China has successfully landed a space vehicle on Mars for the first time Saturday, in the latest advance for the country's ambitious goals in space exploration.
Called Tianwen-1, or "questions to heaven," the mission is the first to send a spacecraft into Martian orbit, drop a landing platform onto the planet's surface, and deploy a rover all in one expedition -- a technically challenging feat more difficult than a moon landing, BBC reported.
China's first landing on the red planet follows its launch of the main section last month of what will be a permanent space station and a mission that brought back rocks from the moon in late 2020.
The rover, named after the Chinese god of fire Zhurong, will stay in the lander for several days to undergo diagnostics tests before the six-wheeled rover rolls down the two-track ramp to start exploring for signs of life.
"China has left a footprint on Mars for the first time, an important step for our country's space exploration," The Associated Press quoted China's state-run Xinhua News Agency as saying in one of its social media accounts.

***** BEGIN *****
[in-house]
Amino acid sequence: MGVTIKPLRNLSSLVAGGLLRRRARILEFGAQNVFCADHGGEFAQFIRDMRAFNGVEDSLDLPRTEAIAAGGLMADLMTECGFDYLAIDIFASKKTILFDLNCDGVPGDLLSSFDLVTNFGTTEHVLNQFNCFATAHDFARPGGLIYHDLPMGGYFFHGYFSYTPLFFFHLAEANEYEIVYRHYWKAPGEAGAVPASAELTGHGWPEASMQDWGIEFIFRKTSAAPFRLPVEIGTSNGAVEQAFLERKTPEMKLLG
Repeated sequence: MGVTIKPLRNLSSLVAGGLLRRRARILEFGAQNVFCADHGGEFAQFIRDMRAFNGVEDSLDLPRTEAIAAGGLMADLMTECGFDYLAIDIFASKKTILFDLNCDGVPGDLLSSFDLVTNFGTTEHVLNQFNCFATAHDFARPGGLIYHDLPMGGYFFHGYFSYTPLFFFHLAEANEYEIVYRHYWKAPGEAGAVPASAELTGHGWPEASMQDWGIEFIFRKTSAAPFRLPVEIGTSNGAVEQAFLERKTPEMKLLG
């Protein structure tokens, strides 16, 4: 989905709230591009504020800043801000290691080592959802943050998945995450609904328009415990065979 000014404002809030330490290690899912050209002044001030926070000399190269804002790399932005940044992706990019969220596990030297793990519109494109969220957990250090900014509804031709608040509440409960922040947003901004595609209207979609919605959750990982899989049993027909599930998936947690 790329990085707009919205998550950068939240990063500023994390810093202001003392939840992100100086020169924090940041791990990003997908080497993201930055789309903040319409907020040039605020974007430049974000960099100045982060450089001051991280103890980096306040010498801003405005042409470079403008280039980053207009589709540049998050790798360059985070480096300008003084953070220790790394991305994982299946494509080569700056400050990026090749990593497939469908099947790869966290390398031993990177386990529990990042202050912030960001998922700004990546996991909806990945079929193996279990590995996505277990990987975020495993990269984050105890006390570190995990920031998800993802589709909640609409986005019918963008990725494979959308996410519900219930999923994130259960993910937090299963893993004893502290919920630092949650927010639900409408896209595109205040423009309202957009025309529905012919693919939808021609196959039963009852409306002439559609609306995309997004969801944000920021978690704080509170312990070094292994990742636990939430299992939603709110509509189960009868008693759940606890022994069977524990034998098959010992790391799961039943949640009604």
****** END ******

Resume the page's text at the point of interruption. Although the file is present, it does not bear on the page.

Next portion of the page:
The landing is a triumph for China's increasingly bold space ambitions and a history-making achievement for a country on its first-ever Martian mission. Only the United States has really mastered landing on Mars until now. With this landing, China becomes the second nation to put a rover on Mars, according to the BBC.
Tianwen-1 launched in July last year and the spacecraft entered the Martian orbit in February. Landing was "the most challenging part of the mission," the China National Space Administration previously said.
China's President, Xi Jinping, sent his "warm congratulations and sincere greetings to all members who have participated in the Mars exploration mission," Xinhua News Agency said.
China's rover looks a lot like NASA's Spirit and Opportunity vehicles from the 2000s. It weighs around 240 kilograms and is powered by fold-out solar panels. The current distance to Mars is 320 million kilometers, which means radio messages take nearly 20 minutes to reach Earth.